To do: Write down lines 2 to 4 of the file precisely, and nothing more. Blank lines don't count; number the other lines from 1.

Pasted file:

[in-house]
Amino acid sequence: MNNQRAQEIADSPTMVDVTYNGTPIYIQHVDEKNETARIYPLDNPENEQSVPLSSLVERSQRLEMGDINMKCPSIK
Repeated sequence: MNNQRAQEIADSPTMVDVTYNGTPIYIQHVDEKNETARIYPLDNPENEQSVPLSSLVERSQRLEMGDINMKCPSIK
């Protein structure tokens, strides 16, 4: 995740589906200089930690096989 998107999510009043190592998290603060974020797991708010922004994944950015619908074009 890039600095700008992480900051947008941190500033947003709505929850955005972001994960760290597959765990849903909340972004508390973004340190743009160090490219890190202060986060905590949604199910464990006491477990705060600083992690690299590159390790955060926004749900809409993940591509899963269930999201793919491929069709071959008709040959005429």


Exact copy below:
Amino acid sequence: MNNQRAQEIADSPTMVDVTYNGTPIYIQHVDEKNETARIYPLDNPENEQSVPLSSLVERSQRLEMGDINMKCPSIK
Repeated sequence: MNNQRAQEIADSPTMVDVTYNGTPIYIQHVDEKNETARIYPLDNPENEQSVPLSSLVERSQRLEMGDINMKCPSIK
């Protein structure tokens, strides 16, 4: 995740589906200089930690096989 998107999510009043190592998290603060974020797991708010922004994944950015619908074009 890039600095700008992480900051947008941190500033947003709505929850955005972001994960760290597959765990849903909340972004508390973004340190743009160090490219890190202060986060905590949604199910464990006491477990705060600083992690690299590159390790955060926004749900809409993940591509899963269930999201793919491929069709071959008709040959005429």